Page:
Sunday Drives have always been about leisure, comfort, and perhaps a little bit of adventure. (Although I realize that comfort and adventure rarely go hand in hand.) There is always a sense of wanderlust that accompanies you in the car. I remember my grandma Carol telling me how she and her friends would be driving near her home in New Jersey would look at the road signs to see “Buffalo, NY.” They would dream of visiting some day. (Little did she know she would live their and spawn 3 generations of proud Buffalo Bills fans!) I understand that thought. When we try to plan our Sunday Drives I am the dreamer of the family. I try to see just how far we could get in a Sunday Afternoon. Could we make it to the mountains? Could we get in a hike? Kezia is quite good at reminding me that there isn’t quite enough time in an afternoon to make it to Memphis and back. (We’ve timed it, there isn’t. You need just a few more hours.) So you remember what your Sunday drives are really for. Not really for adventure, not really to get away. They are to rest and relax, sure, but they are also to learn the stories down every road and to meet new people. But what do you do when it is raining?
You go anyway!
Personally, I love driving in the rain. There aren’t too many people on the roads, the colors are always so vibrant (especially in the Summer), and the rain has always been a soothing sound to me. This past weekend we decided to enjoy the Missouri Side of the Great River Road. It isn’t quite as scenic as the Illinois side but it has just as much history. (Subrscribe to Drive by History HERE!) On the way up you pass the historic river towns of Elsberry, Louisiana, and Hannibal (if you drive that far.) You get to see the rich Victorian architecture of the town’s 19th century aristocracy. The landscape is littered with old farm houses to make you swoon. We got to a point where we wanted to get off of the main roads (No offense, Greensfelder) so we turned at the first good looking road we found. That one ended at a water hazard so we had to back up and turn around. The second road lead us to some fantastic rolling hills, some new wild flowers, and a couple of times backtracking the same roads we had already traveled because we like getting lost.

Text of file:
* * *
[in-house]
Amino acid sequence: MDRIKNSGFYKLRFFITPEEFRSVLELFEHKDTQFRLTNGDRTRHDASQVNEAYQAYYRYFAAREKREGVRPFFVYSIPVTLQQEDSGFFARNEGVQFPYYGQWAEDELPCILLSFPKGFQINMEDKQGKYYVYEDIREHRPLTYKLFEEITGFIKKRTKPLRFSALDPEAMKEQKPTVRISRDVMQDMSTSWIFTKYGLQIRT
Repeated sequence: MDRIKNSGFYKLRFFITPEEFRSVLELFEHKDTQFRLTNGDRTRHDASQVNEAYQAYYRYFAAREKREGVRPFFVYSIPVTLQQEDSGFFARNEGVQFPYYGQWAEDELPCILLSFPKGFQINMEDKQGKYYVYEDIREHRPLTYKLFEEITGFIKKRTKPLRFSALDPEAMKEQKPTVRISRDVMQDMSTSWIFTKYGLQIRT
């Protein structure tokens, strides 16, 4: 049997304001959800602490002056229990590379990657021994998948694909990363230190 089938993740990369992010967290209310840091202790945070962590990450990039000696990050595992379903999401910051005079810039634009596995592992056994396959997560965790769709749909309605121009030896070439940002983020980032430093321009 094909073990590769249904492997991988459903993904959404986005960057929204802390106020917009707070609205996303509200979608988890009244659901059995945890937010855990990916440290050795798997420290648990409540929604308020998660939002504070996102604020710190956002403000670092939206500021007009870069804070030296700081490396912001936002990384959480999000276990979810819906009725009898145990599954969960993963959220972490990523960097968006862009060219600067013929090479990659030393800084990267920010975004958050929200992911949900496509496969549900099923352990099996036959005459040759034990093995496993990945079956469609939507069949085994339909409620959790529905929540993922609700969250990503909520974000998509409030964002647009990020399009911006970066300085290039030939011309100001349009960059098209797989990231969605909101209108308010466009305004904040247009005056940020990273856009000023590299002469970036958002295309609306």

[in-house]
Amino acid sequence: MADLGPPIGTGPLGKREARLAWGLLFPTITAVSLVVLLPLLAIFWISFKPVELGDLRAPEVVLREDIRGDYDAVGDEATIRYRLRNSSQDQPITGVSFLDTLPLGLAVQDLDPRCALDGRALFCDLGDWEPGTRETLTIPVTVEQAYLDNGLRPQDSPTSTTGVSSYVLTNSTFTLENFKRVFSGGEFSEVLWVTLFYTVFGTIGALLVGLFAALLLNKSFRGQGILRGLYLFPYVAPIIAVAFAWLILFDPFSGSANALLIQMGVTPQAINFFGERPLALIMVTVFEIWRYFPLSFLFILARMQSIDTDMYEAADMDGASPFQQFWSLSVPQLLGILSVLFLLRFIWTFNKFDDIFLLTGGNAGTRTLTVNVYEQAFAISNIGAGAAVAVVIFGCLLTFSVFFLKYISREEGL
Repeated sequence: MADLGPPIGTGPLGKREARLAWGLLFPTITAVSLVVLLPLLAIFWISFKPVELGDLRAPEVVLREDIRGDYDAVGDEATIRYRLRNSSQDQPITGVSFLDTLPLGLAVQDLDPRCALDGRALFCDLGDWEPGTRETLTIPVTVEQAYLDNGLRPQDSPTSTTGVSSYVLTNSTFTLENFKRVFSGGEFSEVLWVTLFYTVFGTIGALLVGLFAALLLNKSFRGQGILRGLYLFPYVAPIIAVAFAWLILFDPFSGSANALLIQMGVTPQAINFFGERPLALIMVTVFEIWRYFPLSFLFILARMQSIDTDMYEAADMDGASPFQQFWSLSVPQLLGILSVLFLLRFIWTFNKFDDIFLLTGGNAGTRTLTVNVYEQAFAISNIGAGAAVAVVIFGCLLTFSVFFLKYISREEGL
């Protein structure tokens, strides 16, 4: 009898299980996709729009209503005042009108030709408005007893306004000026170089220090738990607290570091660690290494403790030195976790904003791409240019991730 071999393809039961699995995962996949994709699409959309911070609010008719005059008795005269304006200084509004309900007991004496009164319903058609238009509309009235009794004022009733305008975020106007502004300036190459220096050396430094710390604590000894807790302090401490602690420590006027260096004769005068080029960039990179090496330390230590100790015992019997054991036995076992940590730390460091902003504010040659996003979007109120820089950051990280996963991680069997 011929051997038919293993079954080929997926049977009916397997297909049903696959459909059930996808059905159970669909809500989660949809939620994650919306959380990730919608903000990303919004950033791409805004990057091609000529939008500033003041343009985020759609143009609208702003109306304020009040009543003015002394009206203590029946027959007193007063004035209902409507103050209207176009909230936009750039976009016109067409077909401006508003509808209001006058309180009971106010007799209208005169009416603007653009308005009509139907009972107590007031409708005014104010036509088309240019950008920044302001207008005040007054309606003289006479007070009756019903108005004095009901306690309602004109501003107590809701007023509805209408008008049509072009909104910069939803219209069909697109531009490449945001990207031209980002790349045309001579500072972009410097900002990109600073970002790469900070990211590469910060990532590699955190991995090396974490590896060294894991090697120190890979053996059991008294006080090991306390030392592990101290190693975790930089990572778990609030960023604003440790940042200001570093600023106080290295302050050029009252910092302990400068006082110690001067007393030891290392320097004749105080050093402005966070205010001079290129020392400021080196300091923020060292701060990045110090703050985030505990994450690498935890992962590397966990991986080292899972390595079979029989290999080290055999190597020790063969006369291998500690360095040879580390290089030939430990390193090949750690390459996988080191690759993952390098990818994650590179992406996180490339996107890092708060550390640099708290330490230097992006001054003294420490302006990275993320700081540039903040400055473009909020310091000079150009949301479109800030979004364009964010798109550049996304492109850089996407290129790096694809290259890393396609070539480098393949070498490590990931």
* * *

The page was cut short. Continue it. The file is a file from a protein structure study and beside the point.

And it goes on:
This could easily have turned in a disastrous drive and it certainly wasn’t The Perfect Sunday Drive (although that day was raining too…) Instead it turned into another one of our favorites. We even got to visit one of our old favorites the Schoppenhorst House in Marthasville. It was hard to find now that the trees and vines had grown up around it. It was nearly covered!
How do we do it?
You may be wondering how we do it, how we turn even the gloomiest of days into an adventure and I have to tell you it’s all about having the right state of mind. Here are 3 tips for cultivating the Driving on Sunday Spirit.
1. Don’t be afraid to get lost
It’s easy to let the fear of getting lost overwhelm you but here in America, it’s pretty easy to find your way home. Most people you talk to are going to be willing to give you advice for how to get back to the highway, you probably have a smartphone, and on most Sunday Drives you’re not going to have a chance to find yourself stranded. Do take a turn down that road that catches your eye, but DON’T go any place you don’t feel comfortable.
2. Don’t be afraid what other people think
People are going to get frustrated and zoom past you. They aren’t Sunday Drivers which is why I recommend you get one of the officially approved Driving on Sunday Warning Labels. But some of this you just have to look beyond. As long as you are staying in the lines and going the speed limit, you shouldn’t be ashamed to be going on a Sunday Drive. Afraid you look like a tourist? Embrace it, YOU ARE A TOURIST! What’s wrong with taking a tour of your home?
3. Don’t go too far
Like I mentioned earlier, I like to dream big and my wife brings me back down to earth. If you try to get too many miles in one day, you’re going to get worn out, you’re going to get uncomfortable and you are not going to have a good time. I recommend about 4 hours. Too much more than that and you get overwhelmed, too much less and you hardly get outside of your neighborhood. And give yourself time to stop, stretch your legs and smell the flowers. We ended up stopping at an empty funeral home parking lot for a little exercise.
What about you?
These are just 3 ways to help cultivate the Driving on Sunday Spirit but it is hardly an exhaustive list. Let us know in the comments what you do to help think more like a Sunday Driver. Until next time, thanks for driving with us!